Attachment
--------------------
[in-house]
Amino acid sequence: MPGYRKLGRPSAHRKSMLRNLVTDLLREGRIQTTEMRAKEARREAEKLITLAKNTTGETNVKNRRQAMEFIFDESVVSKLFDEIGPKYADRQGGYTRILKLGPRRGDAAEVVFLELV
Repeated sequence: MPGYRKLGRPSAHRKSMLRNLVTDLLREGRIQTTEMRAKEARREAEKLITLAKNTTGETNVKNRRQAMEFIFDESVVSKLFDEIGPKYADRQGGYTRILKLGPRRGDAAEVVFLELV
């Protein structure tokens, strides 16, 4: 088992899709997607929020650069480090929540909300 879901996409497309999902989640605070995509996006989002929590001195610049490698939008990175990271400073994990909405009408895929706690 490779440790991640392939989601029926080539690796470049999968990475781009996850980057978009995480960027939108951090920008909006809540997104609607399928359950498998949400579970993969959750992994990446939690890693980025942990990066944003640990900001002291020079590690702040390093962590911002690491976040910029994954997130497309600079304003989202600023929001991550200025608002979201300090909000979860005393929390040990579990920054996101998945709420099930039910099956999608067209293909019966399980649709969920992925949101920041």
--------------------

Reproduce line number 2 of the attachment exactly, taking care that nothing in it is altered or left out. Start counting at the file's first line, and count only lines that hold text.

Amino acid sequence: MPGYRKLGRPSAHRKSMLRNLVTDLLREGRIQTTEMRAKEARREAEKLITLAKNTTGETNVKNRRQAMEFIFDESVVSKLFDEIGPKYADRQGGYTRILKLGPRRGDAAEVVFLELV